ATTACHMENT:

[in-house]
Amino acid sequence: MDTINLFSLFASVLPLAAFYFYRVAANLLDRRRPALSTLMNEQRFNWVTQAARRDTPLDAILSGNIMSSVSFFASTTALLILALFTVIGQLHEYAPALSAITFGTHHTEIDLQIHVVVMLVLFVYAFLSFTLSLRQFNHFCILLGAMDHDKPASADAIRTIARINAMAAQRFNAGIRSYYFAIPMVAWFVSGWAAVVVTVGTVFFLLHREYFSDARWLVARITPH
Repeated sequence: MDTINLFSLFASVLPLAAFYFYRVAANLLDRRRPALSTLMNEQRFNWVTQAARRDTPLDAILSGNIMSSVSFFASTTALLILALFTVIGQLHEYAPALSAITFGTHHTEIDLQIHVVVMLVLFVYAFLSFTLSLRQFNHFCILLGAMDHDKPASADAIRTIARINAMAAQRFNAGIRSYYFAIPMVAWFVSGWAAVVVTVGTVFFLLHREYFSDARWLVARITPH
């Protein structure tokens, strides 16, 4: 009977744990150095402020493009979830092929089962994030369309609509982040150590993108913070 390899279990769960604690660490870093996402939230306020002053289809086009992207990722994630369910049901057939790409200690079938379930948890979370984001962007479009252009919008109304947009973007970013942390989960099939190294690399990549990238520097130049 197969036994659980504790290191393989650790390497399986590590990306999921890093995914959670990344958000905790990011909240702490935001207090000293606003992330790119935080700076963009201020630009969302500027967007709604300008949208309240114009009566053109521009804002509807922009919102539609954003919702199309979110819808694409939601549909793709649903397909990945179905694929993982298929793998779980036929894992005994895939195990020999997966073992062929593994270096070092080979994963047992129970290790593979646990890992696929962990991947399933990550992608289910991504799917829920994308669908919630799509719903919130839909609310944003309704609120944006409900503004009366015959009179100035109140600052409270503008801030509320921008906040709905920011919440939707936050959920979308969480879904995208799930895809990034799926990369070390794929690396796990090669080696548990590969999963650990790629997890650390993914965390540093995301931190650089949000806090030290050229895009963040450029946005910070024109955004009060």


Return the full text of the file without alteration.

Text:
[in-house]
Amino acid sequence: MDTINLFSLFASVLPLAAFYFYRVAANLLDRRRPALSTLMNEQRFNWVTQAARRDTPLDAILSGNIMSSVSFFASTTALLILALFTVIGQLHEYAPALSAITFGTHHTEIDLQIHVVVMLVLFVYAFLSFTLSLRQFNHFCILLGAMDHDKPASADAIRTIARINAMAAQRFNAGIRSYYFAIPMVAWFVSGWAAVVVTVGTVFFLLHREYFSDARWLVARITPH
Repeated sequence: MDTINLFSLFASVLPLAAFYFYRVAANLLDRRRPALSTLMNEQRFNWVTQAARRDTPLDAILSGNIMSSVSFFASTTALLILALFTVIGQLHEYAPALSAITFGTHHTEIDLQIHVVVMLVLFVYAFLSFTLSLRQFNHFCILLGAMDHDKPASADAIRTIARINAMAAQRFNAGIRSYYFAIPMVAWFVSGWAAVVVTVGTVFFLLHREYFSDARWLVARITPH
């Protein structure tokens, strides 16, 4: 009977744990150095402020493009979830092929089962994030369309609509982040150590993108913070 390899279990769960604690660490870093996402939230306020002053289809086009992207990722994630369910049901057939790409200690079938379930948890979370984001962007479009252009919008109304947009973007970013942390989960099939190294690399990549990238520097130049 197969036994659980504790290191393989650790390497399986590590990306999921890093995914959670990344958000905790990011909240702490935001207090000293606003992330790119935080700076963009201020630009969302500027967007709604300008949208309240114009009566053109521009804002509807922009919102539609954003919702199309979110819808694409939601549909793709649903397909990945179905694929993982298929793998779980036929894992005994895939195990020999997966073992062929593994270096070092080979994963047992129970290790593979646990890992696929962990991947399933990550992608289910991504799917829920994308669908919630799509719903919130839909609310944003309704609120944006409900503004009366015959009179100035109140600052409270503008801030509320921008906040709905920011919440939707936050959920979308969480879904995208799930895809990034799926990369070390794929690396796990090669080696548990590969999963650990790629997890650390993914965390540093995301931190650089949000806090030290050229895009963040450029946005910070024109955004009060």